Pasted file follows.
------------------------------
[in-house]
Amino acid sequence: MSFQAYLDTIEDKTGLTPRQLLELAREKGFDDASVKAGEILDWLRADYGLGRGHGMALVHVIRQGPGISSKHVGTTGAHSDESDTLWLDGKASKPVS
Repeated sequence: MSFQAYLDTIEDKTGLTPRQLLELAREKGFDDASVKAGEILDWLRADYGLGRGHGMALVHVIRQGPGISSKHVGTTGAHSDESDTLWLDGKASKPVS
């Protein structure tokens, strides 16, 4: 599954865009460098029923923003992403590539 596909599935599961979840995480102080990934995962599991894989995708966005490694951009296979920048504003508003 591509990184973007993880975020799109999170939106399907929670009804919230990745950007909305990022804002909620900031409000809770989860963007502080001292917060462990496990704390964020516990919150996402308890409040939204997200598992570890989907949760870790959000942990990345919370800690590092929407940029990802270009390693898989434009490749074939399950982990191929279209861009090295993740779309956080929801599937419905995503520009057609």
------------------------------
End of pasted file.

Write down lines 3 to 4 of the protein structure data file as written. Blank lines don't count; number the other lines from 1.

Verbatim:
Repeated sequence: MSFQAYLDTIEDKTGLTPRQLLELAREKGFDDASVKAGEILDWLRADYGLGRGHGMALVHVIRQGPGISSKHVGTTGAHSDESDTLWLDGKASKPVS
């Protein structure tokens, strides 16, 4: 599954865009460098029923923003992403590539 596909599935599961979840995480102080990934995962599991894989995708966005490694951009296979920048504003508003 591509990184973007993880975020799109999170939106399907929670009804919230990745950007909305990022804002909620900031409000809770989860963007502080001292917060462990496990704390964020516990919150996402308890409040939204997200598992570890989907949760870790959000942990990345919370800690590092929407940029990802270009390693898989434009490749074939399950982990191929279209861009090295993740779309956080929801599937419905995503520009057609």